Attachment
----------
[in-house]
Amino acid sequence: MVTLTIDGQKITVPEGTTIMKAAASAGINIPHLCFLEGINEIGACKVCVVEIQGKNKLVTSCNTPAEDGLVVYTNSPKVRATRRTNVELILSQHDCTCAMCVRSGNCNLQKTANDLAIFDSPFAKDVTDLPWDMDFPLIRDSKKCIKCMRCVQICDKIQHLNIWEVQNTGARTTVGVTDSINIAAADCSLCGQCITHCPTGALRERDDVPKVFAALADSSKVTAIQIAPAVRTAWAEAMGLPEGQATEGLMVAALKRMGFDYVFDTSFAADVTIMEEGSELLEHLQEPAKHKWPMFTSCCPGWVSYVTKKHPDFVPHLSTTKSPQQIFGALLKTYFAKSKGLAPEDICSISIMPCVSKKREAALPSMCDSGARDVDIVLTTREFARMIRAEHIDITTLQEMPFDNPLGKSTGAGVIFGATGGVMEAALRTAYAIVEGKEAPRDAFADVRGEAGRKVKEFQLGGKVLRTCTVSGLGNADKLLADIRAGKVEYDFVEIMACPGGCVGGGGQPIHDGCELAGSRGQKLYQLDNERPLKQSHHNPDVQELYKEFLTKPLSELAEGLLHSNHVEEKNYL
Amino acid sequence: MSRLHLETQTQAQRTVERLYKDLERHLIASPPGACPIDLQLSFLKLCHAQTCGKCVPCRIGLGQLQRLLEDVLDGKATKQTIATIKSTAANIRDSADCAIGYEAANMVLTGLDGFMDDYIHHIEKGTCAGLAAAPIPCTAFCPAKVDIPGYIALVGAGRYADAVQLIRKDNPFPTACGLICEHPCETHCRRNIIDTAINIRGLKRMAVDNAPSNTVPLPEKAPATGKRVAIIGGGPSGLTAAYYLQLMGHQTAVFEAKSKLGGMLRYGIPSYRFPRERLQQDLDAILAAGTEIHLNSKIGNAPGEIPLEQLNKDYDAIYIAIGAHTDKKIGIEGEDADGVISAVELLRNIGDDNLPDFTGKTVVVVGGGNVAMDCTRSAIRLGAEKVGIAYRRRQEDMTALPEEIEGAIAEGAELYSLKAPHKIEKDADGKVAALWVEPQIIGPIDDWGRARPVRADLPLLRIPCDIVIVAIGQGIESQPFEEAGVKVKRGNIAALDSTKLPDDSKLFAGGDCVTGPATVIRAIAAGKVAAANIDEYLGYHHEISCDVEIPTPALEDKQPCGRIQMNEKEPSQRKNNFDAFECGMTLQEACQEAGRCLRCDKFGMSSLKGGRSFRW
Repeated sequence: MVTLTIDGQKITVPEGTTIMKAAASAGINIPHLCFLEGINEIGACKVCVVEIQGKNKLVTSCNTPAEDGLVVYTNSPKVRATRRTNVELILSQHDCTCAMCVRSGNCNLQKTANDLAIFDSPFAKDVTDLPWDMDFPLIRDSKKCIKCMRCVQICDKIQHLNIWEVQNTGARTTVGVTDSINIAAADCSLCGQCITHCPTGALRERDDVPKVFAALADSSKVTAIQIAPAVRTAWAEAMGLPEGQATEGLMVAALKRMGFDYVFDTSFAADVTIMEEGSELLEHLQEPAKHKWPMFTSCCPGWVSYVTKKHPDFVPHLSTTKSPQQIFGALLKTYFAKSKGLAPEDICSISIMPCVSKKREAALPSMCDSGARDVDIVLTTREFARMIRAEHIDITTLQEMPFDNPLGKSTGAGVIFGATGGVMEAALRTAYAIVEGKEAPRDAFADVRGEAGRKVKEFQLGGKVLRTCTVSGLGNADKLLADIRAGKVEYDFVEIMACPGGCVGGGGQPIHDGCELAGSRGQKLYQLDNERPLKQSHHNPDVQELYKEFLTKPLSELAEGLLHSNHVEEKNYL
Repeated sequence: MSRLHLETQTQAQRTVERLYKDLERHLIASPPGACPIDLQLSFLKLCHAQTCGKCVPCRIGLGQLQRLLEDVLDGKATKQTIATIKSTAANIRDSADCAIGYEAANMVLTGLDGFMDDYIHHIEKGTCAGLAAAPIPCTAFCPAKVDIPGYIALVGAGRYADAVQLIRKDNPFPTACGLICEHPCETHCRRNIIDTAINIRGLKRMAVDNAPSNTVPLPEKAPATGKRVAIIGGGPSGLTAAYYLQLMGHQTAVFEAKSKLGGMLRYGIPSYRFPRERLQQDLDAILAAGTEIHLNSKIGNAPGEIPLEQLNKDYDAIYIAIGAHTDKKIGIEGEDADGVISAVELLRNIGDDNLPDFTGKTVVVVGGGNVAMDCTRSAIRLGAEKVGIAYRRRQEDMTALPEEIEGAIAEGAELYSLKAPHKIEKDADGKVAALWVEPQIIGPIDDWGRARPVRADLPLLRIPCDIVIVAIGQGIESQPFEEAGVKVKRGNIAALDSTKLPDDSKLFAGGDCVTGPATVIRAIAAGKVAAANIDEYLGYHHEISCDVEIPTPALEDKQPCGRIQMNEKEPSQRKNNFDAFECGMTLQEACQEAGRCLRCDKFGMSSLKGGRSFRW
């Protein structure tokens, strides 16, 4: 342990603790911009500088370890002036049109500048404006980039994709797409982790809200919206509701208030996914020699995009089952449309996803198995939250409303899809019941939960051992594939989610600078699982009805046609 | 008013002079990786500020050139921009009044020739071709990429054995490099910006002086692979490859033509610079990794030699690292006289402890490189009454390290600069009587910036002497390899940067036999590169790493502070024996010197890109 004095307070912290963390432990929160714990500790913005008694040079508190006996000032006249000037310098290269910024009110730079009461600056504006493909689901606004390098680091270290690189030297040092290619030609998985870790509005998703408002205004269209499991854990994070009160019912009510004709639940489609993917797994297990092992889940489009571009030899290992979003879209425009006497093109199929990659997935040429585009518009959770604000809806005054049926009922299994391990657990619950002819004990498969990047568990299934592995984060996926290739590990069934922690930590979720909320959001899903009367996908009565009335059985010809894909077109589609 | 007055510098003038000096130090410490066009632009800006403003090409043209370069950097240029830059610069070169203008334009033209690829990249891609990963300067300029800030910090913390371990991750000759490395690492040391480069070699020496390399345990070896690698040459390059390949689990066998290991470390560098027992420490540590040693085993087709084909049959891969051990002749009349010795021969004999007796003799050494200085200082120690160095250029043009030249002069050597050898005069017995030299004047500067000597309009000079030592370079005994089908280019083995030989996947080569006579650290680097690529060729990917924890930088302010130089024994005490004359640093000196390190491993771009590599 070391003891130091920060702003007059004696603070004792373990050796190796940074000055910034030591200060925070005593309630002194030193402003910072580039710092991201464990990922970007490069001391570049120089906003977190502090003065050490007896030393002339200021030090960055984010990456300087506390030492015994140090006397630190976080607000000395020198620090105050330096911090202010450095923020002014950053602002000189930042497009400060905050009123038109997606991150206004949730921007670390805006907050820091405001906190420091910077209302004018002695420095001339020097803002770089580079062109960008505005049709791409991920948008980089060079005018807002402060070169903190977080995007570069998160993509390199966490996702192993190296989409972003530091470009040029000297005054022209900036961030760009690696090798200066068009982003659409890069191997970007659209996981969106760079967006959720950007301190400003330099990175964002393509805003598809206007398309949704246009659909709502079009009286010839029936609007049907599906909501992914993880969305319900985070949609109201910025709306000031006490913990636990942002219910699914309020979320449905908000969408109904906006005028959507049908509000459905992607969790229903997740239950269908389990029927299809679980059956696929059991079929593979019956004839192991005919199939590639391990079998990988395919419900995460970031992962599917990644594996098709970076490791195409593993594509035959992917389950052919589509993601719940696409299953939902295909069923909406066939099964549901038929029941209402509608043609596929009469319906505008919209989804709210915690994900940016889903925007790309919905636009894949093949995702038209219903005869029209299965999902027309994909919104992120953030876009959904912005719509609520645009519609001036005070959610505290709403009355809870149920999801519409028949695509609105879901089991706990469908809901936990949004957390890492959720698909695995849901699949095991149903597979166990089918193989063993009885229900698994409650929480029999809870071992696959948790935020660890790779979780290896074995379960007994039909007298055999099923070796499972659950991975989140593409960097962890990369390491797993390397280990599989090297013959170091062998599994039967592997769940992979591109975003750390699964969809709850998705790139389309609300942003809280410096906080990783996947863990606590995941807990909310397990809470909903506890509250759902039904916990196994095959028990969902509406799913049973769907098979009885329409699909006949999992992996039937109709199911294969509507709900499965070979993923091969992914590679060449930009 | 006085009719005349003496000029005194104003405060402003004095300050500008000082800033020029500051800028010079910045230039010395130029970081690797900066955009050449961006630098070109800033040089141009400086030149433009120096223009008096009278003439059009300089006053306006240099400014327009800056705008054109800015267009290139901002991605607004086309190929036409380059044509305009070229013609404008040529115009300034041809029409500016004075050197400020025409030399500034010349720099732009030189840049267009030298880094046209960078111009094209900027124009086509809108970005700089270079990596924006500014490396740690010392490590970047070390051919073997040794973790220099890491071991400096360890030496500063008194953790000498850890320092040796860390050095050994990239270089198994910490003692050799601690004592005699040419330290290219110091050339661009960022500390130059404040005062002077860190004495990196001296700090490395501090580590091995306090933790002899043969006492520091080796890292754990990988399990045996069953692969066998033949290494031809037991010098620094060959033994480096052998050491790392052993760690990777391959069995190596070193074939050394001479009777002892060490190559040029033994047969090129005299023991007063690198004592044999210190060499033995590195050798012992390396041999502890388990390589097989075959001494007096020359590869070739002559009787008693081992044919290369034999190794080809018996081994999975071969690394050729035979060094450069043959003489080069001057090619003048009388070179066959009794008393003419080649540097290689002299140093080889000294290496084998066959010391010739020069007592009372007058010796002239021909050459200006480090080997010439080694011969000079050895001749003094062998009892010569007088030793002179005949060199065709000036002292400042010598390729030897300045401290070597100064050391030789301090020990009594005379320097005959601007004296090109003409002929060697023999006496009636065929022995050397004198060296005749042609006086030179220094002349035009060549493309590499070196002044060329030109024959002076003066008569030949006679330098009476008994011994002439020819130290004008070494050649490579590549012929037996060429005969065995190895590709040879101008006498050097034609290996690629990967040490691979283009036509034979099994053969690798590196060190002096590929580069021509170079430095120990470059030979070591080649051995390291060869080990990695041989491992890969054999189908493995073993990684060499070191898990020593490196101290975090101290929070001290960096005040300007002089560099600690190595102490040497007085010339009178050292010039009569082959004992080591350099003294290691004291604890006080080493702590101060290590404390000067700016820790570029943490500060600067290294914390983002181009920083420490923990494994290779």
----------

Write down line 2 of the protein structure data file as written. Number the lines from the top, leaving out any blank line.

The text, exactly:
Amino acid sequence: MVTLTIDGQKITVPEGTTIMKAAASAGINIPHLCFLEGINEIGACKVCVVEIQGKNKLVTSCNTPAEDGLVVYTNSPKVRATRRTNVELILSQHDCTCAMCVRSGNCNLQKTANDLAIFDSPFAKDVTDLPWDMDFPLIRDSKKCIKCMRCVQICDKIQHLNIWEVQNTGARTTVGVTDSINIAAADCSLCGQCITHCPTGALRERDDVPKVFAALADSSKVTAIQIAPAVRTAWAEAMGLPEGQATEGLMVAALKRMGFDYVFDTSFAADVTIMEEGSELLEHLQEPAKHKWPMFTSCCPGWVSYVTKKHPDFVPHLSTTKSPQQIFGALLKTYFAKSKGLAPEDICSISIMPCVSKKREAALPSMCDSGARDVDIVLTTREFARMIRAEHIDITTLQEMPFDNPLGKSTGAGVIFGATGGVMEAALRTAYAIVEGKEAPRDAFADVRGEAGRKVKEFQLGGKVLRTCTVSGLGNADKLLADIRAGKVEYDFVEIMACPGGCVGGGGQPIHDGCELAGSRGQKLYQLDNERPLKQSHHNPDVQELYKEFLTKPLSELAEGLLHSNHVEEKNYL